About 400 people attended the annual Lincoln/Reagan Day Gala, violating public health guidelines aimed at reducing the spread of COVID-19.
Elected officials and candidates spoke at the Aug. 29 Republican Party campaign fundraising event, including County Commissioner Ron Wesen, commissioner candidate Peter Browning, state Rep. Carolyn Eslick and state Sen. Ron Muzzall.
Bill Bruch, chair of the Skagit County Republican Party and candidate for the state House of Representatives in the 10th Legislative District, said steps were taken to reduce the spread of the virus.
“The whole thing was completely altered” when compared to a normal year, he said.
While Bruch said he thinks Gov. Jay Inslee and other leaders have dramatically overstated the danger of COVID-19, he said event organizers did the best they could to follow public health guidelines.
County Health Officer Howard Leibrand said a gathering of this size is unsafe, regardless of what is done to mitigate the risk.
“I appreciate that they’re taking some measures ... but these measures are not adequate,” Leibrand said.
The event also violated an Inslee proclamation banning large gatherings, according to a spokesperson for the governor.
Bruch said the event was held in two airplane hangars totaling 23,000 square feet, and the hangars had one door open to improve ventilation. Tables were capped at six people rather than eight, and were more spread out.
He said there were three temperature-checking stations, and no one with a fever got into the event.
Masks were distributed, but Bruch estimated about 5% of those attending chose to wear one.
He said interest was high enough that another 100 tickets could have been sold. But he said organizers decided to cap the attendance to accommodate the changes.
Even with these efforts to reduce the spread of COVID-19, Leibrand said a gathering of this size isn’t safe.
“In a group of that size, the chance that someone is infected is pretty close to 100%,” he said.
Spot temperature checks aren’t effective, because only about 40% of people with COVID-19 develop a fever, Leibrand said.
And while people need to remove their masks to eat or drink, best practices would dictate that they wear masks at all other times, he said.
Leibrand said opening one of the hangar doors likely didn’t provide enough ventilation to consider this an outdoor event.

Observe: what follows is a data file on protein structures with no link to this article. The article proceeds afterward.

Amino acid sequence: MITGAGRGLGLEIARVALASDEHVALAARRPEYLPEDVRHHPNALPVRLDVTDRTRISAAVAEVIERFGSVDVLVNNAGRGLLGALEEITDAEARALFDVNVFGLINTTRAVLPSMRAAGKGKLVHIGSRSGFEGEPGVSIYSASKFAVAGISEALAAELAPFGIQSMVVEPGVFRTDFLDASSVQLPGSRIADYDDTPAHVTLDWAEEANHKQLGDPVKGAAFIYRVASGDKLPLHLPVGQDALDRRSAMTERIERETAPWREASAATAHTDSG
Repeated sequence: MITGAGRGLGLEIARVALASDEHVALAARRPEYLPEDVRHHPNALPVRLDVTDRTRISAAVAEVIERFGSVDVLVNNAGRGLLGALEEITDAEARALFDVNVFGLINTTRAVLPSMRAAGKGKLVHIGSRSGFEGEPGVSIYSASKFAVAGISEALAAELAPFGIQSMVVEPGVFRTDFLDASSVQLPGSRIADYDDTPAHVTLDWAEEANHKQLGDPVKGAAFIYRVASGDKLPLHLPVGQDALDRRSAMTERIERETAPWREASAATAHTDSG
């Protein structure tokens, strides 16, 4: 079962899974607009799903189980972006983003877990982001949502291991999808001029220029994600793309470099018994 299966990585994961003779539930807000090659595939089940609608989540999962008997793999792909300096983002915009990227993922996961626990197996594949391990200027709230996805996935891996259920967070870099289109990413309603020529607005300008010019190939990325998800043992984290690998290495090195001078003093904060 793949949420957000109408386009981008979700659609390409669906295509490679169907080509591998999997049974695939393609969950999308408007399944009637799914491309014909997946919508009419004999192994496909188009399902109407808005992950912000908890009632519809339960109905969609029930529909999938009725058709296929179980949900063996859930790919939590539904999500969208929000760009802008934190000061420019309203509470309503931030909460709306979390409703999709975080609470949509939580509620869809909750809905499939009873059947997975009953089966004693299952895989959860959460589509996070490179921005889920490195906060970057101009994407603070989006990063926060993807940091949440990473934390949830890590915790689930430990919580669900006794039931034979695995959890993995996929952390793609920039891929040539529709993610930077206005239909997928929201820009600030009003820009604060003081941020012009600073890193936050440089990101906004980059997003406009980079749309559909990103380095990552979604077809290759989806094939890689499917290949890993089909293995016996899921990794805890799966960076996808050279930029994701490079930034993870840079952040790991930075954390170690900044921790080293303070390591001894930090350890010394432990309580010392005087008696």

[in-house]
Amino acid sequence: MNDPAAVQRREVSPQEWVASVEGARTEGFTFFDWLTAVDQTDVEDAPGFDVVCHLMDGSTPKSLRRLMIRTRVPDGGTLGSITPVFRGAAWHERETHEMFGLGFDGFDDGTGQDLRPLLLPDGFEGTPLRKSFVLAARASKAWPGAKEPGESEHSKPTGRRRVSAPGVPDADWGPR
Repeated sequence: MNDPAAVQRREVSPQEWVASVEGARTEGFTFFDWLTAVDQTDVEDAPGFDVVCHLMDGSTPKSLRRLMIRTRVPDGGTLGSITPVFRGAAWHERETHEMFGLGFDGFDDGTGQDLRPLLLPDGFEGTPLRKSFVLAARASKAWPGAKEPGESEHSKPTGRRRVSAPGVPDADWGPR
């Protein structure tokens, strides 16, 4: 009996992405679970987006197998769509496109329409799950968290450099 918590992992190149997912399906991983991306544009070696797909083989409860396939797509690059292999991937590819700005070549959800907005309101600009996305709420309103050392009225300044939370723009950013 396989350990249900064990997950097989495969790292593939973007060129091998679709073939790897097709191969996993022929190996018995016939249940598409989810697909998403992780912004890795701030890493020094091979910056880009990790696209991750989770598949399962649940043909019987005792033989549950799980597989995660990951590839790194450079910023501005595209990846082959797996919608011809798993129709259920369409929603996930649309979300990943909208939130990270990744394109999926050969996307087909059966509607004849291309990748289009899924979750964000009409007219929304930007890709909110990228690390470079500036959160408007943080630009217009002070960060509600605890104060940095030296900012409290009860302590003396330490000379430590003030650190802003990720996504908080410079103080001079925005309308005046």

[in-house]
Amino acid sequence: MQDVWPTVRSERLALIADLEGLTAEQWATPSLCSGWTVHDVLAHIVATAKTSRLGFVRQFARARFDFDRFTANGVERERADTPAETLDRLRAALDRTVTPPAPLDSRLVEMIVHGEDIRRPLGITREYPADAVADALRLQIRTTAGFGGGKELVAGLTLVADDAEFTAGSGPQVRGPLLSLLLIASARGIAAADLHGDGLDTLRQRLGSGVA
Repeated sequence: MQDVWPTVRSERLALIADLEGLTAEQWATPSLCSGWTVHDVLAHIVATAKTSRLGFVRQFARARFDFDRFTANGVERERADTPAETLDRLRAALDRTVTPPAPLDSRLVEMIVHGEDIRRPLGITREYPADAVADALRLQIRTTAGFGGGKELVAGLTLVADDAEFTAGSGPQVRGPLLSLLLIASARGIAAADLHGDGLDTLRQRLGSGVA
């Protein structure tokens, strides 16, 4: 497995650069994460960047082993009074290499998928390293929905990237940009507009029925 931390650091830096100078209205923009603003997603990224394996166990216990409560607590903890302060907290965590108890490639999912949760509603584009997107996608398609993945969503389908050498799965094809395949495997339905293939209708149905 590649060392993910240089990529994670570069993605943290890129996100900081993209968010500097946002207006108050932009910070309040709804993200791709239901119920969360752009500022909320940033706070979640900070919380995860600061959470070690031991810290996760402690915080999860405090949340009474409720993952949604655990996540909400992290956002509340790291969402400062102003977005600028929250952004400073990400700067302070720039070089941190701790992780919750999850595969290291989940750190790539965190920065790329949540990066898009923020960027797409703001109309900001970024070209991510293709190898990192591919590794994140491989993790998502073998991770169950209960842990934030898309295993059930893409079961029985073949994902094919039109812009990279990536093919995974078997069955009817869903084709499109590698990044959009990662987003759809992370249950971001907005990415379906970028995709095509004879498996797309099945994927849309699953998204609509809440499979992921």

Further, he said this kind of gathering is disrespectful to those who have had to adapt to life under COVID-19, and have lost loved ones or their livelihoods as a result.
“Everyone else has adapted,” he said. “You don’t get a bye because this is political.”
Wesen, who was among the 400 who attended, said he chose not to wear a mask.
He said he tried to stay 6 feet from others at all times, and with the other precautions put in place he said he believed it was safe to attend.
“Everybody has to make choices they’re comfortable with,” Wesen said.
Leibrand said it’s wrong to think about risk on an individual basis. Even if an attendee knows the risk, if they were exposed to the virus at this event, they are likely to spread it to those they live with and could infect anyone they later meet.
Bruch said the party’s fundraising efforts were put on hold during the early months of the pandemic. With fall coming and colder weather on the horizon, he said he was worried this would be the local party’s only chance to host a fundraiser that was somewhat outdoors.
He said he’s frustrated that Black Lives Matter-affiliated protests in Seattle and elsewhere are not drawing criticism from state leaders, despite the fact that they also aren’t in line with best public health practices.
“We’re doing nothing different than other rallies throughout the state,” Bruch said.
However, these gatherings are fully outdoors, and most in attendance wear masks.
Meanwhile, the Skagit County Democrats decided to cancel their annual gala because of the virus.